Finland's Nokia has announced a new mid-level phone, the 6124 classic. The phone's primary feature is 3G broadband, which can be tethered to a computer to act as a modem. The classic also has a two-inch display though, and can expand its internal memory up to 8GB, using an unspecified type of memory slot.
The most unusual component for a mid-level phone may be its camera, which while having a standard two-megapixel resolution, is also equipped with flash and a built-in panorama mode. The 6124 classic is an S60-based phone and should ship in the second quarter of next year; it will only, however, be carried on Vodafone networks at that time.
IOGEAR today unveiled its Mobile Digital Scribe, a functional pen with a digital receiver that stores up to 50 pages of notes and images which users can upload to a computer. The pen works on any paper and uses standard ink refills, while an ultrasonic transmitter and infrared sensor capture hand movements and a receiver attached to a notepad stores up to 50 pages of data. The Mobile Digital Scribe is compatible with 12 languages and works with Windows Vista as well as Microsoft Office 2000 and newer. The pen is priced at $130.
Electronista has received its example of Apple's new Penryn-based MacBook and is putting the system through its early paces. In the meantime, we've collected a series of initial impressions as well well as a gallery of photos. Unpacking the system is, if anything, even more of an exercise in minimalism than with the model just released in the fall. The most conspicuous change is what's absent: without the once-standard Apple Remote, the box feels almost empty, with a conspicuous gap where the controller would have been. Space was clearly not a concern with the decision to abandon the now $19 option.
Navigation mainstay TomTom has announced two new GPS units, the GO 730 and 930. Successors to previous models, one upgrade comes in the form of graphics, which have alpha blending and a more elegant user interface; the software will now also display lanes for upcoming turns, and even sign posts or 3D renderings for potentially confusing intersections.
Each unit has further been enhanced with a technology called "IQ Routes," which takes into account the average speeds of a road at different times, and will thus give a more realistic sense of driving time. This is likewise used to find alternate routes which are nevertheless faster than linear ones.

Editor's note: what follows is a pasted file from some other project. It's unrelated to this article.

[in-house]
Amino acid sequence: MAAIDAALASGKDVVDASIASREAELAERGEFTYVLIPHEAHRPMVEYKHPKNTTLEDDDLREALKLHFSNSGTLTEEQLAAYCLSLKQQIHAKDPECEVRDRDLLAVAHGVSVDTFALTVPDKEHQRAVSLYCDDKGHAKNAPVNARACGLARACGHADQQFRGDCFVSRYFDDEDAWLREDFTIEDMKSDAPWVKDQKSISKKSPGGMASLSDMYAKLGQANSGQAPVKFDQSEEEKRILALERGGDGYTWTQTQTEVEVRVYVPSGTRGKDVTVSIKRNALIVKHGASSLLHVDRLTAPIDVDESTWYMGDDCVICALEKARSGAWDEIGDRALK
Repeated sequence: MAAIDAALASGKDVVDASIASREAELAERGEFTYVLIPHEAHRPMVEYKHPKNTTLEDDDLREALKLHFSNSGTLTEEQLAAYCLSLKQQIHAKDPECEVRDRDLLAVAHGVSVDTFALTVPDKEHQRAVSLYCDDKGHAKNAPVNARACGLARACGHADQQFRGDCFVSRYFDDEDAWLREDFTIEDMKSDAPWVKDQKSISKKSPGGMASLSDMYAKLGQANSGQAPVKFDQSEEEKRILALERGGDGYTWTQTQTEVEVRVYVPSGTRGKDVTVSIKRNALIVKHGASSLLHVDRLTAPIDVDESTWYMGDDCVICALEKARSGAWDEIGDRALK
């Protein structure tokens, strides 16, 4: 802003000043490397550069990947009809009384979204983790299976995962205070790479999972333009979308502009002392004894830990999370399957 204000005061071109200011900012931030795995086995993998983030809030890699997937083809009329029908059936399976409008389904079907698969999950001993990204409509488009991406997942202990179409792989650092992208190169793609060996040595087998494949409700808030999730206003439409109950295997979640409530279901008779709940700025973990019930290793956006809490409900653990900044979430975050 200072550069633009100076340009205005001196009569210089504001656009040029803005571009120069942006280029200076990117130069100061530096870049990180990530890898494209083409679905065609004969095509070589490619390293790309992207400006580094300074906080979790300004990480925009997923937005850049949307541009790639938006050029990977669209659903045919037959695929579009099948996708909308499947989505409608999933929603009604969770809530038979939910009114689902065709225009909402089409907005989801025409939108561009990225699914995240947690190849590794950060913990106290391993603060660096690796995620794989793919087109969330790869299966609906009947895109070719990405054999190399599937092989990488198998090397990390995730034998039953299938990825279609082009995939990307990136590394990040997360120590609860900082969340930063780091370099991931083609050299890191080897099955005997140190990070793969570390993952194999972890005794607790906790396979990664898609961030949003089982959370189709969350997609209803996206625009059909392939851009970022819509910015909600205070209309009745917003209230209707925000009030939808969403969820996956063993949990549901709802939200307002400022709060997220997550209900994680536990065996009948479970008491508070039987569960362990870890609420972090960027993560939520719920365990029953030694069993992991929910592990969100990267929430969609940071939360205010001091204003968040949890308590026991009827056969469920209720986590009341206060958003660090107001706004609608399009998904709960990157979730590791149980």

Amazon is contemplating major changes to its Unbox service to compete against rivals like iTunes and Netflix, say Unbox users sent a new survey. The online reseller is reportedly gauging customer interest in letting Unbox customers purchase HD versions of both movies and TV shows, providing an edge in content quality over most alternatives; most services such as the Apple TV's iTunes access and the Xbox 360's Video Marketplace currently allow only either rentals in HD or purchases in standard definition. The service may also allow users to download the documentaries and other special features normally stripped out of online purchases and rentals, Amazon hints.
Acer today said it would acquire E-TEN, best known for its relatively successful Glofiish line of smartphones. The deal is described as worth more than $290 million and is primarily intended to help Acer explore "entirely new solutions" in the mobile world, according to the purchasing company. Both companies' executive teams have approved the deal and say they expect the necessary government approval to clear by the summer of this year.
Sony has revealed a new technology it says will make large hard drives possible even with notebooks. Rather than use a traditional magnetic read/write head, the new development uses a hybrid of magnetic and optical technology to greatly increase the density: while the storage itself is similar, media is written to disk using a laser. The extremely small, precise nature allows it to fit far more bits of data on any given area. A full terabit (125GB) can fit on a single square inch -- five times the space of conventional hard disks, Sony says.
Expanding its P-series notebook series, Samsung today launched an early wave of CeBIT announcements with the P200. The thin, 12-inch notebook competes in the increasingly heated ultraportable field and promises an unusually tough case that can handle day-to-day use without the fragility of some small computers. The small size also does not preclude respectable battery life, according to Samsung: the standard battery provides just over 3 hours of real-world use, thanks in part to the use of more recent (though unspecified) Core 2 Duo processors.
Nokia on Monday sought to democratize some of its higher-end technology by releasing its 6650 clamshell. Though a relatively basic flip phone on the surface, the device both supplies 3G Internet access over HSDPA as well as live, data-assisted GPS for route finding. The phone also stresses media playback with external touch controls for music, microSD for storage, and an FM radio for listening when digital content runs low. A 2-megapixel camera with flash also supplies better photography than most phones in the class.